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The Gauge War (or Gauge Wars) was a figurative war of intense competition to control new territory, waged between expanding railway companies in Great Britain in the nineteenth century. The contest for which track gauge should become the standard carried with it the greater struggle for which companies and stakeholders would win or lose in commerce, controlling or commercially dominating rights of way.


The Great Western Railway adopted the broad gauge of 7 ft (2,134 mm) at the outset, while competing railway companies adopted the gauge of 1,435 mm (4 ft 8 12 in), which later became standard gauge. As the railway companies sought to expand commercially and geographically, they wished to dominate areas of the country, hoping to exclude their competitors. The networks polarised into groups of broad gauge companies and of narrow gauge companies. The term narrow gauge at the time referred to the 1,435 mm (4 ft 8 12 in) as well as any smaller size, all narrow relative to the broad gauge (whereas today it refers only to gauges strictly smaller than 1,435 mm (4 ft 8 12 in)).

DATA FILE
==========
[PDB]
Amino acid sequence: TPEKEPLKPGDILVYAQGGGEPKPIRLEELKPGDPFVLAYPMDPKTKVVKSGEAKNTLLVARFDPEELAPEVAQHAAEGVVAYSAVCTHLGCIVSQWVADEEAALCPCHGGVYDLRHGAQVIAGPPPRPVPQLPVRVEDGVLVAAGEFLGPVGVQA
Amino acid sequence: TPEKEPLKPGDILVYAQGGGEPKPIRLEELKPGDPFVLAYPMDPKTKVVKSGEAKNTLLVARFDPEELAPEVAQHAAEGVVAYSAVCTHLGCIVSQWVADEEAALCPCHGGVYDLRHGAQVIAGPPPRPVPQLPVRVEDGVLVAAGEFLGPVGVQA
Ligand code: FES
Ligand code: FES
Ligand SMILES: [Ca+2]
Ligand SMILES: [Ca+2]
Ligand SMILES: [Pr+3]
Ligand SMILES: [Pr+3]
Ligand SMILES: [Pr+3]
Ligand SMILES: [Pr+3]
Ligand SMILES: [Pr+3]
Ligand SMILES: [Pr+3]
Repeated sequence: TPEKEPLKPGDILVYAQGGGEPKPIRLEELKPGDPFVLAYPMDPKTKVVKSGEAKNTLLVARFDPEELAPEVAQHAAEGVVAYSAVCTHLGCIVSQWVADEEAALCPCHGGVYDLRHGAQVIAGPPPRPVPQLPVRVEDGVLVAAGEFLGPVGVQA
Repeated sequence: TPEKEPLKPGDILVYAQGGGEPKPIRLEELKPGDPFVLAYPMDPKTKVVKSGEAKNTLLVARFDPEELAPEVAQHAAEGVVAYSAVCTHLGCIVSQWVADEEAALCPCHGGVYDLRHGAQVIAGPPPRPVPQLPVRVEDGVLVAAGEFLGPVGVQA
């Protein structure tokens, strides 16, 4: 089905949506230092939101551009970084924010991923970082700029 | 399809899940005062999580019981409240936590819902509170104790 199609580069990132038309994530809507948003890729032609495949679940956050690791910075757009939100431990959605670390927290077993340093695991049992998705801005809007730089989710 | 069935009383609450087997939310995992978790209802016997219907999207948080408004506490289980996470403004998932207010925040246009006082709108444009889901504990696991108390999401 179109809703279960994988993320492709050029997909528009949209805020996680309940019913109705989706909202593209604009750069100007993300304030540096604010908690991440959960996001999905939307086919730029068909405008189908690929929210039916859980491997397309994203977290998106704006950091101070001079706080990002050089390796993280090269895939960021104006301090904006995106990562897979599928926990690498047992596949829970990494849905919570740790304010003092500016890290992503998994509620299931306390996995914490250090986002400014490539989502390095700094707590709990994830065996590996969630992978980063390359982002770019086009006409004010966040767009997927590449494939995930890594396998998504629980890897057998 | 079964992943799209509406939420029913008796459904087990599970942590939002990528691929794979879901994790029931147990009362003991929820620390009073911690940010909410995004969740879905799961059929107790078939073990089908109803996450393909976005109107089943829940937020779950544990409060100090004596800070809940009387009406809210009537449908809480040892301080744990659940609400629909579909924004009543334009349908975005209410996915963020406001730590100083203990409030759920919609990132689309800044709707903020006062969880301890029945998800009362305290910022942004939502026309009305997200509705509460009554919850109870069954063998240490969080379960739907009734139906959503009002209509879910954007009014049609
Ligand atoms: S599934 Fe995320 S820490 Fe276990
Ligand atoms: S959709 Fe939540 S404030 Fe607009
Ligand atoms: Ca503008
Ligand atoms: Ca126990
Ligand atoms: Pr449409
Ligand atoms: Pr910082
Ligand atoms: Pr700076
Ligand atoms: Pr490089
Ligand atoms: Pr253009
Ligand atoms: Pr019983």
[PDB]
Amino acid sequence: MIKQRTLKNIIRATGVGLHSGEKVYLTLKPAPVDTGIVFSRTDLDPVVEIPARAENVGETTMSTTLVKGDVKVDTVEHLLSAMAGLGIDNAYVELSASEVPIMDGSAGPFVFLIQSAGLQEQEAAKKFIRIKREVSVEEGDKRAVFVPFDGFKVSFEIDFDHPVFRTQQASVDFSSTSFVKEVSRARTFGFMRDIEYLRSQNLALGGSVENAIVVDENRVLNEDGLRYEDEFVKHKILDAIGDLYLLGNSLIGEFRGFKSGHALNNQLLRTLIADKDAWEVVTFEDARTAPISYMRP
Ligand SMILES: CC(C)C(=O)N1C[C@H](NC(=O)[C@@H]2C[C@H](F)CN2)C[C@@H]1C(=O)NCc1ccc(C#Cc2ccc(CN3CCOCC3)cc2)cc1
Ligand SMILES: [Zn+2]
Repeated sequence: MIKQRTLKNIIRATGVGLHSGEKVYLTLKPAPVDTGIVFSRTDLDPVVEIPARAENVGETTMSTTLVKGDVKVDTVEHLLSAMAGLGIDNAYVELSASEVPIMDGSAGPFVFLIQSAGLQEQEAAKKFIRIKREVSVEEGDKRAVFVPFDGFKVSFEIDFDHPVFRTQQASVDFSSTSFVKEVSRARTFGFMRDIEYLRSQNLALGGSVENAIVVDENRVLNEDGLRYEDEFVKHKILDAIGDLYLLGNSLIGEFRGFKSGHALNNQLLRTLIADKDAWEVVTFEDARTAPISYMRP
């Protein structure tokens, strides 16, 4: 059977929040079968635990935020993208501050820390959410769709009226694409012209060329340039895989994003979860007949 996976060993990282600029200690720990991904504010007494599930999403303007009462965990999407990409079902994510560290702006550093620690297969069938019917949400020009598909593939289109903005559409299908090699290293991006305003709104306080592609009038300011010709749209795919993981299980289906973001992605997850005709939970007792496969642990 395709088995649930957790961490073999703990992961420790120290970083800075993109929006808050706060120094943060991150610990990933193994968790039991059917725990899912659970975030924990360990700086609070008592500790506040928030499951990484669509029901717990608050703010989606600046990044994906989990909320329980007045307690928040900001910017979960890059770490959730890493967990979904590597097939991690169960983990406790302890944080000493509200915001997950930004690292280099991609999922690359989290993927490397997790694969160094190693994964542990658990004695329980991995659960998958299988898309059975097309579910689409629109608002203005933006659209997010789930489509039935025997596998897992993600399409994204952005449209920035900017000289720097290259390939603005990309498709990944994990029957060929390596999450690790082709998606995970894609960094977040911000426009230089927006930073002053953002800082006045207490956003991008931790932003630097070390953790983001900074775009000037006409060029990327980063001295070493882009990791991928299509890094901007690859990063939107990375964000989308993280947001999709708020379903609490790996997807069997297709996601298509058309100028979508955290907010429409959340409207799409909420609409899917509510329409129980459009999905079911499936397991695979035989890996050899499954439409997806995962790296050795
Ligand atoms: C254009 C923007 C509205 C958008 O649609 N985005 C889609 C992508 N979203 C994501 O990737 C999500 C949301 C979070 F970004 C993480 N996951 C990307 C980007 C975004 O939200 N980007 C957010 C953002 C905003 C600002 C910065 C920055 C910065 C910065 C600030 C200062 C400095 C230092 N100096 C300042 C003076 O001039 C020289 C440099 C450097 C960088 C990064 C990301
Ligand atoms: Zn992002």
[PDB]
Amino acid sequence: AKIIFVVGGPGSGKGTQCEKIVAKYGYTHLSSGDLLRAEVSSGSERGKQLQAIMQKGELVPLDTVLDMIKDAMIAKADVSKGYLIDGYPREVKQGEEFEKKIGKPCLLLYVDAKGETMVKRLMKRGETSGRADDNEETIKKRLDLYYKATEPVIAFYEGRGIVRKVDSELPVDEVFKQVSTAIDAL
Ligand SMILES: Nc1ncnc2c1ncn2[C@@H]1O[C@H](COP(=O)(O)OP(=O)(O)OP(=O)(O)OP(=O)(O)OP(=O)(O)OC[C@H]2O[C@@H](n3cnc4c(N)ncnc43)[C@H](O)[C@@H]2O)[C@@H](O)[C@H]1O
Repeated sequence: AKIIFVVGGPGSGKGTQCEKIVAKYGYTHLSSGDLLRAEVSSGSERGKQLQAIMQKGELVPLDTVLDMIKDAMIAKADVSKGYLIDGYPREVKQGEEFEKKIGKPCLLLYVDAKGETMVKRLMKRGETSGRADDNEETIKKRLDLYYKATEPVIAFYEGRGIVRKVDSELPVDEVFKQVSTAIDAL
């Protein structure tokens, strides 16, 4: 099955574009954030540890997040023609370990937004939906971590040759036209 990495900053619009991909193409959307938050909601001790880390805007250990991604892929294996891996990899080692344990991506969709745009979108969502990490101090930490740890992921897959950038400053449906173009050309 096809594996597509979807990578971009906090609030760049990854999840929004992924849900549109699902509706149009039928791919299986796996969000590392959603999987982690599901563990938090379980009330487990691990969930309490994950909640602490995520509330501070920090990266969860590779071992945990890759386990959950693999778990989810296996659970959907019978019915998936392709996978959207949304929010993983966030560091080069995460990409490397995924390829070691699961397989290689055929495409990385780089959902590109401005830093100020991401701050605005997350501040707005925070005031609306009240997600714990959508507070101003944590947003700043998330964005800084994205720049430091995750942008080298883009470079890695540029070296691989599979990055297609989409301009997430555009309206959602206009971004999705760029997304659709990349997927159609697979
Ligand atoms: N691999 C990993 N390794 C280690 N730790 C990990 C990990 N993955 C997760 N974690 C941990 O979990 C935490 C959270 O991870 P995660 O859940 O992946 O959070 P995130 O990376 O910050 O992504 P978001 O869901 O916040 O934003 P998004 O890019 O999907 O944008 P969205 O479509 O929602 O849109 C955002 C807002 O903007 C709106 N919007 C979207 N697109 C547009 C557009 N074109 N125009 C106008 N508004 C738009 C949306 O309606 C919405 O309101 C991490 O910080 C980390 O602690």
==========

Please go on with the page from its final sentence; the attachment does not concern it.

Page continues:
Proposed railway lines required authorisation by Act of Parliament, and an Act generally stipulated the track gauge for that line. When an independent line was promoted, the gauge used aligned the company to either the broad or narrow gauge companies. The success by one network and the failure by the other often implied the capture and loss respectively of territory far beyond the line under immediate examination.


A rail system with two gauges suffered from inefficiency where a break of gauge occurred. Various alternatives to costly transloading were proposed in the early era of railways,[1]:202–203 including rollbocks, transporter wagons, dual gauge, and even containerization or variable gauge axles. However, these were not implemented during the Gauge War in the 1840s, which resulted in the use of wasteful transloading.[1]:202–203

A commission was set up to study the issue and report its recommendations. The report informed the Regulating the Gauge of Railways Act 1846, which mandated standard gauge for all new railway construction except in the southwest of England and certain lines in Wales.[2] However, building new broad gauge lines was still legal if an Act of Parliament permitted an exception for a new line.[1]:202–203 The broad gauge thus continued in common use in the West of England for several more decades.

See alsoEdit

The topic is further examined in articles describing specific railways:


  1. ^ a b c Rolt 1989.
  2. ^ "Railway Regulation (Gauge) Act 1846" (PDF).


Works citedEdit

Further readingEdit

  • E T MacDermot, History of the Great Western Railway, vol I, published by the Great Western Railway, London, 1927
  • R A Williams, The London & South Western Railway, volume 1, David & Charles, Newton Abbot, 1968